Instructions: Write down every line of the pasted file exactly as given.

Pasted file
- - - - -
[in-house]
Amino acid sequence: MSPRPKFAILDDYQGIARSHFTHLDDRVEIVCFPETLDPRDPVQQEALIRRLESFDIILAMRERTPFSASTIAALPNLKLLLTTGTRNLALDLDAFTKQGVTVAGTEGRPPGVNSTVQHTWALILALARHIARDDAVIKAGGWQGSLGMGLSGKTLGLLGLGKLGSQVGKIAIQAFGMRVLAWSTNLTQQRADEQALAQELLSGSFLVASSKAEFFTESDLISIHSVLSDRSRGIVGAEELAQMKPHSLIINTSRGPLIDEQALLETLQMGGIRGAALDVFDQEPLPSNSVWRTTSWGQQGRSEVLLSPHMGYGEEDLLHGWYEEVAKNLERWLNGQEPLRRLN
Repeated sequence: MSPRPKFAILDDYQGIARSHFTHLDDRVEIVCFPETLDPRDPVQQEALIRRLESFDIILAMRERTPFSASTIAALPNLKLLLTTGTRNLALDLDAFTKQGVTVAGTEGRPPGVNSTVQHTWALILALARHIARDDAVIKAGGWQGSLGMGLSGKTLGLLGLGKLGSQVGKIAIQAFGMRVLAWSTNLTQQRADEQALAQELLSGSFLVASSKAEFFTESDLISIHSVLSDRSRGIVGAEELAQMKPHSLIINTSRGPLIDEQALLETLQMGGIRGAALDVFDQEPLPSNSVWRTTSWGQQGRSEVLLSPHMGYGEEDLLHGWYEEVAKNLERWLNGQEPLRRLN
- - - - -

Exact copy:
[in-house]
Amino acid sequence: MSPRPKFAILDDYQGIARSHFTHLDDRVEIVCFPETLDPRDPVQQEALIRRLESFDIILAMRERTPFSASTIAALPNLKLLLTTGTRNLALDLDAFTKQGVTVAGTEGRPPGVNSTVQHTWALILALARHIARDDAVIKAGGWQGSLGMGLSGKTLGLLGLGKLGSQVGKIAIQAFGMRVLAWSTNLTQQRADEQALAQELLSGSFLVASSKAEFFTESDLISIHSVLSDRSRGIVGAEELAQMKPHSLIINTSRGPLIDEQALLETLQMGGIRGAALDVFDQEPLPSNSVWRTTSWGQQGRSEVLLSPHMGYGEEDLLHGWYEEVAKNLERWLNGQEPLRRLN
Repeated sequence: MSPRPKFAILDDYQGIARSHFTHLDDRVEIVCFPETLDPRDPVQQEALIRRLESFDIILAMRERTPFSASTIAALPNLKLLLTTGTRNLALDLDAFTKQGVTVAGTEGRPPGVNSTVQHTWALILALARHIARDDAVIKAGGWQGSLGMGLSGKTLGLLGLGKLGSQVGKIAIQAFGMRVLAWSTNLTQQRADEQALAQELLSGSFLVASSKAEFFTESDLISIHSVLSDRSRGIVGAEELAQMKPHSLIINTSRGPLIDEQALLETLQMGGIRGAALDVFDQEPLPSNSVWRTTSWGQQGRSEVLLSPHMGYGEEDLLHGWYEEVAKNLERWLNGQEPLRRLN